How To...

Using regular expressions in a text source definition

Text sources could have very different internal structure and for this reason our R&D give free hand our users, so actually you can fully define parse rules for your non standard text file. If you needn’t use a parsing definition, because your file is simple text file e.g. this is an EULA, you should select “Plain text” option in the Project Wizard. Otherwise, select the “User defined text file”.  Below are 4 examples of text definitions for different text files.

Example 1

Let’s assume that a text file is similar to standard INI file with keys, separators and values:


For this simple structure Sisulizer should automatically detect and set correct structure, so you need only click “Next” button.



Example 2

In our next example original and translation (identical with original but after localization replaced by strings in targeted language) are separated by line breaks and all pairs are separated by empty lines.


For such structure we need define detailed rules for context and text items. One context item with default settings item is automatically added to list. For optional editing of existing rule double click it or click “Edit” button. For adding new rule (e.g. text rule) you need click “Add” button and next select “Text”item in “Type” dropdown menu visible in bottom part of opened “Text Rule” dialog. Then you need set appropriated characters before or/and after item. You can type it manually or click “+” button and select item in popup menu.


With our defined rules based on carriage returns and line feeds (items in file are separated by line breaks and empty lines) we can add localization languages, finish the wizard and scan source.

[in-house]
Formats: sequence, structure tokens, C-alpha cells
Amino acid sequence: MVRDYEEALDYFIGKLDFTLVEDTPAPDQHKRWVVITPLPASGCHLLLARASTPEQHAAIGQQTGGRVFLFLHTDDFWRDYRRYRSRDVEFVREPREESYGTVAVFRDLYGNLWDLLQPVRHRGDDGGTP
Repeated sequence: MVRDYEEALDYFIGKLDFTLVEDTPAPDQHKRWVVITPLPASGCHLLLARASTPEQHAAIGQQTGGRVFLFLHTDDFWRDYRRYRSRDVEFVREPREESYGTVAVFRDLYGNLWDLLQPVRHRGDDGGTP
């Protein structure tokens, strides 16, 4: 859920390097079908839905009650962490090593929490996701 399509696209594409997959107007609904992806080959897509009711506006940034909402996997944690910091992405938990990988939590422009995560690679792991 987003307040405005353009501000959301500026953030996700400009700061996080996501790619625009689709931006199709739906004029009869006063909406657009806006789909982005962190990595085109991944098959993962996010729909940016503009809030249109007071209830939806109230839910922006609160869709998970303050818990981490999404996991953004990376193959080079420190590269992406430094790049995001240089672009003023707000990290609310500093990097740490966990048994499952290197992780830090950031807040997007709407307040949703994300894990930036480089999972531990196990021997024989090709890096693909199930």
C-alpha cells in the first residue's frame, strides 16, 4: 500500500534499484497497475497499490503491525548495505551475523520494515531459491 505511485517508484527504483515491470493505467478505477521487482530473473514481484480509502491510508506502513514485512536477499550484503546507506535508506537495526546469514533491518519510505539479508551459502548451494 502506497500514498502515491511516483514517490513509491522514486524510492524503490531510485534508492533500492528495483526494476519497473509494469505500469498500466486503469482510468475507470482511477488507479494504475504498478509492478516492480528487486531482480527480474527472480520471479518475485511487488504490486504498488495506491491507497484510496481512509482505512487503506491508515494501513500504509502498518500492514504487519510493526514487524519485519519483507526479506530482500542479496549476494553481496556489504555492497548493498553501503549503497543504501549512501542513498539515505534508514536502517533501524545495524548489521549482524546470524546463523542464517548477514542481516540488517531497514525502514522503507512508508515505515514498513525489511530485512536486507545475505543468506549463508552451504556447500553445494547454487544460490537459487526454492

Example 1 with comments

Text files often contain comments with important information from developers. Comments are usually preceded by special marks, and in our example we used “#”


Commonly used comment marks are “//”, sometimes “#”, “;” or “?”, but there is no fixed syntax , so Sisulizer doesn’t fill automatically context and text items. However, we can use rules from our first example (without comments). You also need define comment.  For doing it you should click on “Comments” tab in bottom part of the wizard window and type comment “#” in line comment field.


That’s all. Now you can only add language and scan file.

Example 2 with comments

There is big difference in defining rules for our second text file, if we add comments. It looks innocently…


… but here we can’t use simple definition with comments, because:

  • Comments are located between empty lines, while our context/text rules use carriage return and line feed, so it can break our rules.
  • Comments occur in irregular order.

But don’t worry, if you know regular expressions, you can find workaround based on regular expressions and define correct rule (Thanks Jaakko for help). Here essential is (^\s*#.*?\r\n|\r\n)+ expression used as “Before item” in context rule.


Sum up:

  • Sisulizer is really flexible tool.
  • Regular expressions are your big friends, so visit them sometimes.


  • As written above, Sisulizer has one predefined key/value rules set, but you can add your own fixed rules via “Tools” menu -> “Platforms” -> “Text…”. If you often localize text file based on this same internal structure, consider this solution – it could really speed up your work.
  • You can export and import definitions to external files, directly via Project Wizard or later via “Format” tab in text source properties dialog.
  • You can learn about regular expressions on Wikipedia, ICU or Regular Expressions Info websites.

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